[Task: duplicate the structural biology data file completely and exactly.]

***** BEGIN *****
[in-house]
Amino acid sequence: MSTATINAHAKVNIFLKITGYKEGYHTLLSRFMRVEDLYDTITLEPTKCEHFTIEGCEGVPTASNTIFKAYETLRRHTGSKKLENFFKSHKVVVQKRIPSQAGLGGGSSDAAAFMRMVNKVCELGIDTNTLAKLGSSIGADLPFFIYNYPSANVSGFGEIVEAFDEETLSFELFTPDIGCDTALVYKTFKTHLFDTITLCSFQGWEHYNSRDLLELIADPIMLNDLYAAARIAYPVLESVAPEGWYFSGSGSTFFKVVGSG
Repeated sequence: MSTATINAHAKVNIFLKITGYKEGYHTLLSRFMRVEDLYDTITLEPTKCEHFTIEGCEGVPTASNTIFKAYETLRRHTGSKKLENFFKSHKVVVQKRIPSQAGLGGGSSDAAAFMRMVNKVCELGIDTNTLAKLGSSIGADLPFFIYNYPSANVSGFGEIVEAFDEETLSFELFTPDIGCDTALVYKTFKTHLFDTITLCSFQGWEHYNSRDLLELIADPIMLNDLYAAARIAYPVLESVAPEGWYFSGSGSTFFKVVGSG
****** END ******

[in-house]
Amino acid sequence: MSTATINAHAKVNIFLKITGYKEGYHTLLSRFMRVEDLYDTITLEPTKCEHFTIEGCEGVPTASNTIFKAYETLRRHTGSKKLENFFKSHKVVVQKRIPSQAGLGGGSSDAAAFMRMVNKVCELGIDTNTLAKLGSSIGADLPFFIYNYPSANVSGFGEIVEAFDEETLSFELFTPDIGCDTALVYKTFKTHLFDTITLCSFQGWEHYNSRDLLELIADPIMLNDLYAAARIAYPVLESVAPEGWYFSGSGSTFFKVVGSG
Repeated sequence: MSTATINAHAKVNIFLKITGYKEGYHTLLSRFMRVEDLYDTITLEPTKCEHFTIEGCEGVPTASNTIFKAYETLRRHTGSKKLENFFKSHKVVVQKRIPSQAGLGGGSSDAAAFMRMVNKVCELGIDTNTLAKLGSSIGADLPFFIYNYPSANVSGFGEIVEAFDEETLSFELFTPDIGCDTALVYKTFKTHLFDTITLCSFQGWEHYNSRDLLELIADPIMLNDLYAAARIAYPVLESVAPEGWYFSGSGSTFFKVVGSG